Using a PID subsystem to move to vision angle

we are using a PID subsystem to line up to be square with the target. We are using a PID subsystem and we use the setsetpoint(15) command but it blows pas the target and spins in circles. Does anyone know what we’re doing wrong

Forgot to upload the code here it is:
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package frc.robot.subsystems;

import edu.wpi.first.wpilibj.command.PIDSubsystem;
import edu.wpi.first.networktables.NetworkTable;
import edu.wpi.first.networktables.NetworkTableEntry;
import edu.wpi.first.networktables.NetworkTableInstance;
import frc.robot.*;
import com.revrobotics.CANSparkMax;
import com.revrobotics.CANSparkMaxLowLevel.MotorType;
/**

  • Add your docs here.
    /
    public class PIDtest extends PIDSubsystem {
    double angle;
    String[] VisionValues;
    // network table init
    NetworkTable table;
    CANSparkMax MAXdrive = new CANSparkMax(OI.MAXtoprightdrive, MotorType.kBrushless);
    CANSparkMax MAXdrive2 = new CANSparkMax(OI.MAXtopleftdrive, MotorType.kBrushless);
    CANSparkMax MAXdrive3 = new CANSparkMax(OI.MAXbottomleftdrive, MotorType.kBrushless);
    CANSparkMax MAXdrive4 = new CANSparkMax(OI.MAXbottomrightdrive, MotorType.kBrushless);
    // network table init
    /
    *
    • Add your docs here.
      */
      public PIDtest() {
      // Intert a subsystem name and PID values here
      super(“DriveSubsystem”, 1, 0, 0);
      setAbsoluteTolerance(0.05);
      setSetpoint(15);
      try {
      NetworkTableInstance inst = NetworkTableInstance.getDefault();
      table = inst.getTable(“CVResultsTable”);
      VisionValues = table.getEntry(“VisionResults”).getString("").split(",");
      angle = Double.parseDouble(VisionValues[3]);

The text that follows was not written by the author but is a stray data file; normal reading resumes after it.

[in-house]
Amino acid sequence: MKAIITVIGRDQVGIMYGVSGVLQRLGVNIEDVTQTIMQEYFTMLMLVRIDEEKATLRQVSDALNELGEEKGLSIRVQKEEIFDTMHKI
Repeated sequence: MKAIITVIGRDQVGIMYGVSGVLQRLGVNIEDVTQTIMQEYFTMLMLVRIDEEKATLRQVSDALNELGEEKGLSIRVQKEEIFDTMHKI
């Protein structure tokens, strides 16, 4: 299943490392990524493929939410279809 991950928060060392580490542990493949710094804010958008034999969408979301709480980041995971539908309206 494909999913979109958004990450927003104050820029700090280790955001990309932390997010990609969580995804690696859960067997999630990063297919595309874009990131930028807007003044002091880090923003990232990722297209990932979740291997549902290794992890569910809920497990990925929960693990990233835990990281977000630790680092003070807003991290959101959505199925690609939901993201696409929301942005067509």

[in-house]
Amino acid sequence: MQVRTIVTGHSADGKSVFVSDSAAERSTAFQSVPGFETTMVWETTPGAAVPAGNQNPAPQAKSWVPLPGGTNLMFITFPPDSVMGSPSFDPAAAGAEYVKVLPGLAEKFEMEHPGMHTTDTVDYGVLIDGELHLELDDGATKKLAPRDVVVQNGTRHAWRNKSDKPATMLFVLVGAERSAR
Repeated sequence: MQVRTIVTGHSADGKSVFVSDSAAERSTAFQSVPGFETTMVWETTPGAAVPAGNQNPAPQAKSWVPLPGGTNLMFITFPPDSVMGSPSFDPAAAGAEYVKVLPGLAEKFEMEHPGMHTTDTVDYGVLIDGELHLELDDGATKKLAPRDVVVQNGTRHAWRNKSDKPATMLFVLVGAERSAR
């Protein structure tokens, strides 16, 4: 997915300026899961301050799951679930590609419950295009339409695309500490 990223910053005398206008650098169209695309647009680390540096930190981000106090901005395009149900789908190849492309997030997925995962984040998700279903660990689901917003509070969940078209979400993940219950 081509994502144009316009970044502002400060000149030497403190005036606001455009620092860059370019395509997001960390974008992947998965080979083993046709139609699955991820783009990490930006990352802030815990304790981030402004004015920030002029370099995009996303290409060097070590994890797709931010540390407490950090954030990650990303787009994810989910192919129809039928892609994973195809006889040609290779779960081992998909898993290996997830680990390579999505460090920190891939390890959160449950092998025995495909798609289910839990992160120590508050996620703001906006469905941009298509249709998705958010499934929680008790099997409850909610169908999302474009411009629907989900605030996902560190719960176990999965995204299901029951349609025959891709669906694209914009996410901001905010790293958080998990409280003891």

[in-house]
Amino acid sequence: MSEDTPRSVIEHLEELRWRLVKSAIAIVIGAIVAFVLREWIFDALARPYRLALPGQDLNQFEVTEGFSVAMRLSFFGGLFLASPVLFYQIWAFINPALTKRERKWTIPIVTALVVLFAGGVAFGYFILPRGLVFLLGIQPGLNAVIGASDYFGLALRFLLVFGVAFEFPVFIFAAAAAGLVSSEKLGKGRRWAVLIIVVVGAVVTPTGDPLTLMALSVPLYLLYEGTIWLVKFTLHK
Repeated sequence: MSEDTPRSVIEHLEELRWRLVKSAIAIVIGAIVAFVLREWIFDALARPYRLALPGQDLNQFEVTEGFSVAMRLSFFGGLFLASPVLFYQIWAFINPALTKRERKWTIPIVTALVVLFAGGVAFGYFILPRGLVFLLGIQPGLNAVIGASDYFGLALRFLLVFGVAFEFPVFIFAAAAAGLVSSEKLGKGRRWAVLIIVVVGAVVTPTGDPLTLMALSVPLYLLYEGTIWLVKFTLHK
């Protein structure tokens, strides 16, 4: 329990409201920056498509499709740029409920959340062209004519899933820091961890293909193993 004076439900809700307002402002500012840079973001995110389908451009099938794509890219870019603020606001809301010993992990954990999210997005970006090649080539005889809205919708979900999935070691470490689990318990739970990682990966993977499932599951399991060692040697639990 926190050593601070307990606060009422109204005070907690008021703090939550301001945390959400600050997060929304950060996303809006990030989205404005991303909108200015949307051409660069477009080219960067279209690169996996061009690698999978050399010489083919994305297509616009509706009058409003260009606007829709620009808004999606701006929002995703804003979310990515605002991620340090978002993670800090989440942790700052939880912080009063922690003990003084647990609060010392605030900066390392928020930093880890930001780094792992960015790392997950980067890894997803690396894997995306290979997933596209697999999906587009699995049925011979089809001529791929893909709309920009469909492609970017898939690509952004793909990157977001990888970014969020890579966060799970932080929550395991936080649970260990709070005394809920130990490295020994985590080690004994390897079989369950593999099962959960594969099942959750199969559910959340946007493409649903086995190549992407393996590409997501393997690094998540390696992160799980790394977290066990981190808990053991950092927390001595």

} catch (Exception e) {
      System.out.println(“Jetson Not Running”);
      disable();
      }
      setOutputRange(-.2, .2);
      // Use these to get going:
      // setSetpoint() - Sets where the PID controller should move the system
      // to
      // enable() - Enables the PID controller.
      }

@Override
public void initDefaultCommand() {
// Set the default command for a subsystem here.
// setDefaultCommand(new MySpecialCommand());
}

@Override
protected double returnPIDInput() {
// Return your input value for the PID loop
// e.g. a sensor, like a potentiometer:
// yourPot.getAverageVoltage() / kYourMaxVoltage;
return angle;
}

@Override
protected void usePIDOutput(double output) {
MAXdrive.set(-output);
MAXdrive2.set(output);
MAXdrive3.set(output);
MAXdrive4.set(-output);
// Use output to drive your system, like a motor
// e.g. yourMotor.set(output);
}
}

I am not a programmer* but here is some general troubleshooting advise: Run through your PID look by hand, doing the calculations manually. The person who write this code should not do it, someone else, while the programmer watches. When you approach the setpoint I think you will find the math gets wonky (maybe because something goes negative?).

*But I play one on TV

One thing I see that is clearly wrong is that you are always returning the same value from returnPIDInput(). The value returned from returnPIDInput() should indicate in some fashion how much further there is to go to get on target. For a turn or rotation this is typically a yaw value from a gyro. In your case, if your vision processing can keep up, it could be a value from the vision system. In either case, gyro or vision, you would need to be reading that each time returnPIDInput() is called and it would need to approach 15 as the robot turns in the test you are attempting.

I hope this helps,
Steve

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